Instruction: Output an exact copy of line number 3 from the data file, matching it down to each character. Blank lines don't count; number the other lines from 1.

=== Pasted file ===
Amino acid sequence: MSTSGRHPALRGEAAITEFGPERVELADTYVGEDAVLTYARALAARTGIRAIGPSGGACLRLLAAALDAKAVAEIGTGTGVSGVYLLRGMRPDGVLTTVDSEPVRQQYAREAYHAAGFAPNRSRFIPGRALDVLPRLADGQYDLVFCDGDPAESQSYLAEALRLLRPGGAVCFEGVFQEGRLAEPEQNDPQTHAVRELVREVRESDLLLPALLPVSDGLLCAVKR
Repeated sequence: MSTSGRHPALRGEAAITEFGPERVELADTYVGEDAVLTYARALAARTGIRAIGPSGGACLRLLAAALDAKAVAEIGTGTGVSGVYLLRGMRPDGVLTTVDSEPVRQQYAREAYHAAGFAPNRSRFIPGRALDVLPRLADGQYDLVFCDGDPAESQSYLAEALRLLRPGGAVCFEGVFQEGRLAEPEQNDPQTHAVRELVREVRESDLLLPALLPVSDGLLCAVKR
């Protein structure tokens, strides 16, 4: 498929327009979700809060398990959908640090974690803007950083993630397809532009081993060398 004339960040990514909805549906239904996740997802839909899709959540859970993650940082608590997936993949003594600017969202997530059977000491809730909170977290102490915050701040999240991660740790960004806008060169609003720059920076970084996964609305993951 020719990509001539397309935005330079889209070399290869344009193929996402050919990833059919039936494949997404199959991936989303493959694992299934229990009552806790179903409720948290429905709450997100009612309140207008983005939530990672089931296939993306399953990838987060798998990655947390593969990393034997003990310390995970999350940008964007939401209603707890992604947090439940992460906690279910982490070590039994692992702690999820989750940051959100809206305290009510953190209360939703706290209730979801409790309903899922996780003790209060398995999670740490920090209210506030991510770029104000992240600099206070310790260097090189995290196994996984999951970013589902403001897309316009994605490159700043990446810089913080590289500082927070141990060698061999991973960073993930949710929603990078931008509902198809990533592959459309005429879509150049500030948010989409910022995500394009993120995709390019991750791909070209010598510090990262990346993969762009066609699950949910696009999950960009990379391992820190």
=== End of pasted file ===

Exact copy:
């Protein structure tokens, strides 16, 4: 498929327009979700809060398990959908640090974690803007950083993630397809532009081993060398 004339960040990514909805549906239904996740997802839909899709959540859970993650940082608590997936993949003594600017969202997530059977000491809730909170977290102490915050701040999240991660740790960004806008060169609003720059920076970084996964609305993951 020719990509001539397309935005330079889209070399290869344009193929996402050919990833059919039936494949997404199959991936989303493959694992299934229990009552806790179903409720948290429905709450997100009612309140207008983005939530990672089931296939993306399953990838987060798998990655947390593969990393034997003990310390995970999350940008964007939401209603707890992604947090439940992460906690279910982490070590039994692992702690999820989750940051959100809206305290009510953190209360939703706290209730979801409790309903899922996780003790209060398995999670740490920090209210506030991510770029104000992240600099206070310790260097090189995290196994996984999951970013589902403001897309316009994605490159700043990446810089913080590289500082927070141990060698061999991973960073993930949710929603990078931008509902198809990533592959459309005429879509150049500030948010989409910022995500394009993120995709390019991750791909070209010598510090990262990346993969762009066609699950949910696009999950960009990379391992820190």